The preliminary statewide average September temperature was 66.8 degrees, 0.6 degrees above the 1991–2020 average and the 57th warmest on record going back to 1895. The preliminary statewide average total September precipitation was 2.66 inches, 0.53 inches below the 1991–2020 average and the 41st driest on record statewide.
Data are provisional and may change slightly over time.
A Mostly Mild September
September followed August’s lead and brought mostly mild temperatures across the state. As the temperature departures from Jacksonville in Figure 1 show, the only prolonged warm period last month was in the third week, when temperatures were 5 to 15 degrees above normal. A cold front swept through Illinois around the fall equinox and brought much cooler, fall-like weather to wrap up the first month of climatological fall.
During the hot week in the third week of September, high temperatures reached into the mid- to upper 90s across the state. Among the very high temperatures was 99 degrees observed in Carbondale on Sept. 21, tied with 1940 and 1955 for the second latest 99+ degree temperature on record in Carbondale.
However, the cold front that moved through the state around Sept. 21 brought much cooler, drier air into the region. Nighttime low temperatures in the final week of the month regularly dipped into the upper 30s and low 40s. A few stations even reached the 32-degree mark in the last week of September, including the 19th earliest first fall freeze on record in Normal.
September average temperatures ranged from the low 60s in northern Illinois to the low 70s in southern, within 1 degree of normal statewide (Figure 2). The warmest place in the state last month was Bean Ridge in Alexander County with an average September temperature of 72.8 degrees. The coolest place was Stockton in Jo Daviess County with an average September temperature of 63.0 degrees.
Daily high maximum temperature records were broken last month at 27 stations, and daily high minimum temperature records were broken at 5 stations. Daily low maximum temperature records were broken last month at 4 stations, and daily low minimum temperature records were also broken at 4 stations.
Overall, the preliminary statewide average September temperature was 66.8 degrees, 0.6 degrees above the 1991–2020 average and the 57th warmest on record going back to 1895.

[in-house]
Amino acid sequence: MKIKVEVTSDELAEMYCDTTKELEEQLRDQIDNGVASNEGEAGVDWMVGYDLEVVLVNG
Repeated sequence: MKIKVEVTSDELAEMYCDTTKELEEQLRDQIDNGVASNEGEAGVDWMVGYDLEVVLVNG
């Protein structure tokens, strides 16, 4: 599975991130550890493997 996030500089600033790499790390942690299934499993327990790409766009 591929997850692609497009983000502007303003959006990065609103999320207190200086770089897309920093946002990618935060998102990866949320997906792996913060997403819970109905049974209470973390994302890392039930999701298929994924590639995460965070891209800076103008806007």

Drier Start to Fall
Early to mid-September brought multiple rounds of isolated, heavy precipitation to parts of northern, western, and east-central Illinois. However, significant rainfall eluded most of southern and northeastern Illinois in the first two-thirds of the month. Meanwhile, the final 10 days of the month were cooler and very dry statewide. The result was a much drier than normal September for most of southern and northeastern Illinois and near normal to slightly wetter than normal conditions in parts of northern and west-central Illinois (Figure 3). Specifically, total precipitation last month ranged from over 6 inches in parts of western and northern Illinois to less than 1 inch in far southern Illinois. Smithland Lock and Dam in Pope County recorded only 0.60 inches of rain last month, making it the fourth driest September since 1980 there.
Among the driest points in the state in September was Morton in Tazewell County, which only had 0.58 inches of rain. In contrast, the wettest point in the state in September was Warsaw in Hancock County, with 7.51 inches. One silver lining of the dry weather in the latter half of September was that it allowed a smooth start to fall harvest. However, deteriorating conditions in southern and central Illinois have resulted in an increased fire risk and concerns of low levels in the Mississippi and Illinois Rivers.
Overall, the preliminary statewide average total September precipitation was 2.66 inches, 0.53 inches below the 1991–2020 average and the 41st driest on record statewide.
The 2021-2022 Water Year
The transition from summer to fall is typically our hydrologically driest time of the year as a result of higher evaporative demand and human demand for water in summer. In contrast, the transition from winter to spring is typically our hydrologically wettest time of the year. Therefore, to best capture the seasonal variability of water availability and water balance, we denote a “water year,” which runs from October 1 to September 30. Figure 4 shows total precipitation and precipitation as a percent of normal for the 2021-2022 water year (October 1, 2021–September 30, 2022). Total water year precipitation ranged from nearly 60 inches in southern Illinois to less than 30 inches in far western Illinois. In all, water year precipitation was between 75 and 125 percent of normal statewide.
Climate Prediction Center outlooks for October lean toward warmer and drier than normal conditions statewide (Figure 5). Similarly, outlooks for the last three months of the year also lean toward warmer than normal conditions, with near normal rainfall (Figure 6).